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Tillery Street rollback advances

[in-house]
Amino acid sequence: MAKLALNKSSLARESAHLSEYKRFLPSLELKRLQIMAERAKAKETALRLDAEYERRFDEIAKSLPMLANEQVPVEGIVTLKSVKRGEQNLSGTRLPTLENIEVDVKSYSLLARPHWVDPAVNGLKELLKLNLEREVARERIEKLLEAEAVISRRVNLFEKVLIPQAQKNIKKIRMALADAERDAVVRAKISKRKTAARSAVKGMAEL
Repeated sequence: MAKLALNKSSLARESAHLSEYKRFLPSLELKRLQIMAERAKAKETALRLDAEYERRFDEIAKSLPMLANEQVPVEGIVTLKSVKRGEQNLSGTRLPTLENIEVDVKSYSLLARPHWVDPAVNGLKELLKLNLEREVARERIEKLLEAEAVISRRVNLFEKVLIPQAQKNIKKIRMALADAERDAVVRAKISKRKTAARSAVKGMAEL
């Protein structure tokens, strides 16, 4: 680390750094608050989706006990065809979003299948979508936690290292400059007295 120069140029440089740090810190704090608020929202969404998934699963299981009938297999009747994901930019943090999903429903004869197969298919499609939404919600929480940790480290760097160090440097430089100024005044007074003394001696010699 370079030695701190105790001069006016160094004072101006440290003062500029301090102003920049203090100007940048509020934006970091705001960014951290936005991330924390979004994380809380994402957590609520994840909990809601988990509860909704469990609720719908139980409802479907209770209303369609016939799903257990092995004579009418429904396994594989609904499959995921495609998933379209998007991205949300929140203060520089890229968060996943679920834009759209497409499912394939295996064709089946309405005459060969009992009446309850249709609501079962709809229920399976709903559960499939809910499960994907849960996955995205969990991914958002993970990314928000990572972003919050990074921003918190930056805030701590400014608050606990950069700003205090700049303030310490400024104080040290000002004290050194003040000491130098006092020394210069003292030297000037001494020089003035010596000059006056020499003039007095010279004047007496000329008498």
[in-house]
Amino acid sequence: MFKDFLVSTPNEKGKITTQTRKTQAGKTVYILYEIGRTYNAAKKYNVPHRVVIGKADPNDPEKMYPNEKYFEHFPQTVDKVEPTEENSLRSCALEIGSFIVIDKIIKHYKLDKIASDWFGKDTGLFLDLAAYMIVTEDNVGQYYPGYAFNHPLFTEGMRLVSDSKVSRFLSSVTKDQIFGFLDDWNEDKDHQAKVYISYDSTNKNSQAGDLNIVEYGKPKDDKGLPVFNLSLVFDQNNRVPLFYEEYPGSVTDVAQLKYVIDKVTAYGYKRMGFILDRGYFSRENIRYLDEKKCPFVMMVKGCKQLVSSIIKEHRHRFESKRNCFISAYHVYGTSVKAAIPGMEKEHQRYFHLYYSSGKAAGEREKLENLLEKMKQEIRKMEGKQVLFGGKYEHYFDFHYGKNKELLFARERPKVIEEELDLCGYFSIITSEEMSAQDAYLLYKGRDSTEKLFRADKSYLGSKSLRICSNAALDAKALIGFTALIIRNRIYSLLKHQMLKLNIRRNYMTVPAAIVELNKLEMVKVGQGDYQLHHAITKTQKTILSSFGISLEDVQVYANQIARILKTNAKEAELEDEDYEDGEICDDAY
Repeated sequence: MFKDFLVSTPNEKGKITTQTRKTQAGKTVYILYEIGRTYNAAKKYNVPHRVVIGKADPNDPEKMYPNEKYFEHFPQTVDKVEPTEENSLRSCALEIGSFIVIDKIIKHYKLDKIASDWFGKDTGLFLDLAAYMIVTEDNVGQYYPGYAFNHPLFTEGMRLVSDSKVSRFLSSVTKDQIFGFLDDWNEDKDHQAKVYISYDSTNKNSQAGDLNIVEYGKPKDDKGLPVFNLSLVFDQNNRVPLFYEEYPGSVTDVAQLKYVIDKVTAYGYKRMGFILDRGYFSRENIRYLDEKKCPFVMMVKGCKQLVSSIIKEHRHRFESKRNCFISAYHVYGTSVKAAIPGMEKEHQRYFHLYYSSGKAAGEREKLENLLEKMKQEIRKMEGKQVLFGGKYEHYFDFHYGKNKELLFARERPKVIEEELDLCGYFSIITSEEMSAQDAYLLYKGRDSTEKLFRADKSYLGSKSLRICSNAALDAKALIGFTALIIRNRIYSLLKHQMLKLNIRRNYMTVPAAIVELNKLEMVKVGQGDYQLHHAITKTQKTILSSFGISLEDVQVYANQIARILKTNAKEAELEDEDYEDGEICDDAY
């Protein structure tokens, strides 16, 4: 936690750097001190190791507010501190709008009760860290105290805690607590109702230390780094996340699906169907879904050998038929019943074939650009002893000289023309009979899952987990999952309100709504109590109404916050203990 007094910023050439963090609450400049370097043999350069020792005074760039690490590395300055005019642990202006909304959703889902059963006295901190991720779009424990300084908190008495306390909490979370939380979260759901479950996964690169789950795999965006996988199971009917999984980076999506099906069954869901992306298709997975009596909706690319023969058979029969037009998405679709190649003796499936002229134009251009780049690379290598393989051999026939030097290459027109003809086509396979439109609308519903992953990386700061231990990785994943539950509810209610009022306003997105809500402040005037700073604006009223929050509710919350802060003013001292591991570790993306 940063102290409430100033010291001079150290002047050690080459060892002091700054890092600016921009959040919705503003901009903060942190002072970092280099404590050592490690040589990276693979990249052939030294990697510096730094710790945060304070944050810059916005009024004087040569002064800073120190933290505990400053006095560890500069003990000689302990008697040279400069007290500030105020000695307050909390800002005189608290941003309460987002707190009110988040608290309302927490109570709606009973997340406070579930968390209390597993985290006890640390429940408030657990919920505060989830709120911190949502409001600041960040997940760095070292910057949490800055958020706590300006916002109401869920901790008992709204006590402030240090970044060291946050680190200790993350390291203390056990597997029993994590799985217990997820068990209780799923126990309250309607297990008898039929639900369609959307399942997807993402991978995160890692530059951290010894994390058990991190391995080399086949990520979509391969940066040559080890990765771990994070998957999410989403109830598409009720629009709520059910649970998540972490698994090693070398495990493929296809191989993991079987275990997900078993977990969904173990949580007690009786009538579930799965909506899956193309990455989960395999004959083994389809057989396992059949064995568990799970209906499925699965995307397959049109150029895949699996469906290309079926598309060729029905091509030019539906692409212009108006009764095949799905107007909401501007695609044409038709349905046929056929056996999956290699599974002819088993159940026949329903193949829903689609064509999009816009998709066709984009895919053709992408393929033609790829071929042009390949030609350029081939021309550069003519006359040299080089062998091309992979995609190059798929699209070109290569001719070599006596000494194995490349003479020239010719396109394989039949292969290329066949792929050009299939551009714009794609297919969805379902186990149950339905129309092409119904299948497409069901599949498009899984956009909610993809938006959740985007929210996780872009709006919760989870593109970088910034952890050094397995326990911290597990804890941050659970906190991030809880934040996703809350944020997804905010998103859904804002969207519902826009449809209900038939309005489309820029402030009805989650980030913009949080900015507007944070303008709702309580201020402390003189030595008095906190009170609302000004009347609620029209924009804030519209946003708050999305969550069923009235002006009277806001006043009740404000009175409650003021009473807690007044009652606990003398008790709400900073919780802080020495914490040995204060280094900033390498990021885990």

Without commission approvalCommission deadlocks on change for warehouse All eight members of the Planning Commission present for Tuesday’s meeting seemed to agree that the 18-wheelers have got to go, but they could not reach consensus on how to zone the property at 618 Tillery St. Members of the neighborhood have requested that the East Austin warehouse be down zoned from LI (Limited Industrial) to single-family. However, city planner Susan Villarreal recommended CS-MU-CO (Commercial Services-Mixed Use-Conditional Overlay). The overlay would prohibit trucks from using the East 5th Street entrance, exiting south or entering from northbound Tillery. Commissioner Jim Robertson said, “The proposal does improve a bad situation, but if we were zoning this today fresh, and you said this was going to be CS, we’d say think about it.” He pointed out that with an elementary school and single-family residences next-door, “from an abstract land use (it) doesn’t make sense.” Villarreal said even though there are homes on Tillery, the majority of the lots are still zoned LI. “The LI zoning has been there since the 1940’s when it was annexed into the city,” she said. Also, Capital Metro’s bus terminal is next door and there are a number of similarly situated LI parcels in the area. “That’s why the staff is reluctant to recommend anything more restrictive than CS-MU,” she concluded. Josephine Zamarripa, who lives at 607 Tillery, asked the commission to recommend that the zoning be changed to SF-3. She said, “I am against LI. It’s dangerous, it’s noisy, it’s pollution, it’s traffic.” Connie Gonzalez, who lives at 605 Tillery, said, “We just want a normal neighborhood where you can open the front door and see homes and kids, not trucks.” She said she feared for the safety of her own and other children because of the 18-wheelers. Susana Almanza of PODER (People Organized in Defense of the Earth and her Resources) called the warehouse in the midst of residences, “a downright injustice.” Neither owner Tom Calhoon, nor anyone else representing him, appeared at the commission meeting. However, Calhoon has previously voiced opposition to down zoning his property. Commissioner Lydia Ortiz made a motion to zone the property LR-MU (Neighborhood Commercial, Mixed Use) and to impose the same conditions as the staff’s proposed overlay. Commissioner Ben Heimsath concluded, “I don’t think any zoning is going to solve this policy question. I hope we don’t make a bad situation permanent.” Commissioner Jean Mather said, “I really do think the City Council has got to purchase the property and do something on it.” She said rezoning the parcel would be sending a message. Commissioner Sterling Lands disagreed and made a substitute motion to zone the warehouse SF-3. He said, “I don’t think the City Council will get the intensity of our intentions if we keep doing what we’ve always done. I think we’re not raising the flag high enough if we buy into the virus of gradualism. We want to send a message that these families and children need to be protected.” Commissioner Silver Garza opined that it would not be a good idea to zone the property SF-3 if the city were going to buy it. He said, “The city needs to start on an even keel.” Lands’ motion failed 3-5, with Mather and Commissioner Ray Vrudhula joining in favor. Ortiz’ motion failed on a 4-4 split, with Commission Chair Betty Baker joining Mather, Lands and Vrudhula in voting no. Commissioner Robin Cravey was absent. A copy of minutes of the discussion will be sent to the City Council with no commission recommendation. County discourages police But 'copter needs home, Police looking at Mueller and Bergstrom The City Council recently approved money for the Police Department to buy a helicopter, but they now have to find new options on where to park it. The department wrote a letter to Travis County officials proposing that the helicopter be temporarily housed at the hangar currently used by the two STARflight helicopters, but Travis County Commissioners expressed serious reservations about that at their meeting on Tuesday. The two STARflight helicopters are kept at a hangar on Old Manor Road in East Austin when they are not in use at Brackenridge Hospital. If the new police helicopter, which department officials have said will be used primarily for traffic enforcement, were to be kept there it could result in some cost savings for both the city and the county in the areas of maintenance and fuel. The APD proposed reimbursing the county for one additional helicopter mechanic, administrative and overhead costs, and regular maintenance. The department also requested space for a portable building for office space for 10 people to run a 16-hour-per-day operation. The hours of operation for the helicopter proved to be the biggest concern to commissioners. “I had some really serious issues with the hours,” Precinct 2 Commissioner Karen Sonleitner said. “They’ve got this Monday through Thursday cutting off at two in the morning, on Friday nights till four in the morning, Saturdays till three in the morning,” Sonleitner said. “There’s an incredible amount of noise associated with a helicopter taking off or landing. You don’t just get to shut it down the minute you’re on the ground.” She noted that the STARFlight helicopters made most of their flights from Brackenridge Hospital, but since the APD proposal called for the traffic helicopter to be based at the hangar it would generate significantly more trips—which could draw opposition from the neighborhood. “They’re going to think it’s us,” Sonleitner said, “and it’s not us. I’m real concerned about the large number of night flights.” Precinct 1 Commissioner Ron Davis, who represents the area, also voiced his opposition to portions of the proposal from the APD. “For several years the community worked to shut down Robert Mueller Airport because of aviation noise,” Davis said. “To add more noise is something that I think the citizens have opposed for quite some time. The folks over in Precinct 1 are tired of noise.” Other commissioners also had questions about liability issues and the actual time frame for this “temporary” arrangement. Commissioners did not vote on the issue, but did give direction to county staff to investigate the possibility of offering maintenance services to the city—while suggesting that the APD find another location to house the helicopter. Yesterday Austin Police Association President Sgt. Mike Sheffield said police were looking at a hangar and other buildings on the north side of the former Robert Mueller Airport. He also said police would be checking on the availability of space at Austin-Bergstrom Municipal Airport. Landmark Commission OKs Historic tag for cemetery Not everyone feels honored by designation The Historic Landmark Commission Monday evening voted to recommend an historic overlay for the Oakwood Cemetery in east Austin, which holds the graves of several prominent figures in Texas history—including former Governor James Hogg, Alamo survivor Susana Dickinson and former Prairie View A & M University President L.C. Anderson. The commission also voted to recommend historic zoning for the cemetery annex. Although the commission voted unanimously to recommend the historic zoning, the move did have some opposition from a neighborhood group. Floyd A. Davis, representing the Davis-Thompson American Millennium Neighborhood Association, spoke against the historic zoning. Davis said the cemetery was a reminder of a time when, in his words, “we had a prevalence of racism and a prevalence of discrimination.” Davis attempted to convince the commission that an historic zoning designation would honor some of the people buried in the cemetery, but not others. “In life, we are differentiated—unfortunately,” Davis said, “but the equalizer in death should not be disturbed. It’s the only time when we are equal.” Davis also argued that the notification process for the proposed zoning change was flawed. Although the cemetery is city-owned, Davis said the individual plots are in the hands of private citizens who don’t necessarily live within the 300-foot notification zone. He suggested a public referendum on the zoning. Commission Chair Lauretta Dowd wasn’t convinced. “I think that it would honor everyone that is in that cemetery equally,” she said of the historic zoning. “It’s not necessarily because of the people that are there, but because of the full representation of all the former citizens that are there and the age of the cemetery itself.” Dowd also pointed out that having the historic zoning would give the commission a voice in making sure the site was properly maintained. “I think that because of its location it is in danger, and I think it’s important to preserve it,” Dowd said. The issue moves on to the Planning Commission next and eventually to the City Council, both of which will provide opportunities for further public comment. MONDAY ©2001 In Fact News, Inc. All rights reserved. Betty Baker invited to Harvard . . . Planning Commission Chair Betty Baker has been asked to serve on a panel at the Harvard Graduate School of Design this fall. The panelists will be reflecting on and debating about the state of America’s principal cities. The meeting will be held in collaboration with the Lincoln Institute of Land Policy. . . Vacation time . . . In Fact Daily will take next week off. Have a safe and fun-filled Independence Day. We’ll be back July 9.